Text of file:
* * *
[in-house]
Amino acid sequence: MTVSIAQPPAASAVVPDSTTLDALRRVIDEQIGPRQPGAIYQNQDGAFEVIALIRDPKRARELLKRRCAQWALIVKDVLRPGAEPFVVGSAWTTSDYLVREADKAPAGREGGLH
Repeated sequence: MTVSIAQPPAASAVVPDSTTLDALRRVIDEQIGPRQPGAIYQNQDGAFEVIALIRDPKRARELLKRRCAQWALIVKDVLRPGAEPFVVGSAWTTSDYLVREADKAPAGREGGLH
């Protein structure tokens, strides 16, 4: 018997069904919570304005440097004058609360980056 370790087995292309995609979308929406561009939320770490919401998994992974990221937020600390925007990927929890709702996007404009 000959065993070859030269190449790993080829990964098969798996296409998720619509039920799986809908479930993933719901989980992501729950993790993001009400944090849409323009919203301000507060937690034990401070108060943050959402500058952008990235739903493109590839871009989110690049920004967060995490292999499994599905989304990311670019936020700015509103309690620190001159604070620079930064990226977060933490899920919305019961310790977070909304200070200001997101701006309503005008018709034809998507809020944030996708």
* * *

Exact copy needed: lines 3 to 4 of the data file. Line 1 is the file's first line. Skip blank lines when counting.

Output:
Repeated sequence: MTVSIAQPPAASAVVPDSTTLDALRRVIDEQIGPRQPGAIYQNQDGAFEVIALIRDPKRARELLKRRCAQWALIVKDVLRPGAEPFVVGSAWTTSDYLVREADKAPAGREGGLH
């Protein structure tokens, strides 16, 4: 018997069904919570304005440097004058609360980056 370790087995292309995609979308929406561009939320770490919401998994992974990221937020600390925007990927929890709702996007404009 000959065993070859030269190449790993080829990964098969798996296409998720619509039920799986809908479930993933719901989980992501729950993790993001009400944090849409323009919203301000507060937690034990401070108060943050959402500058952008990235739903493109590839871009989110690049920004967060995490292999499994599905989304990311670019936020700015509103309690620190001159604070620079930064990226977060933490899920919305019961310790977070909304200070200001997101701006309503005008018709034809998507809020944030996708």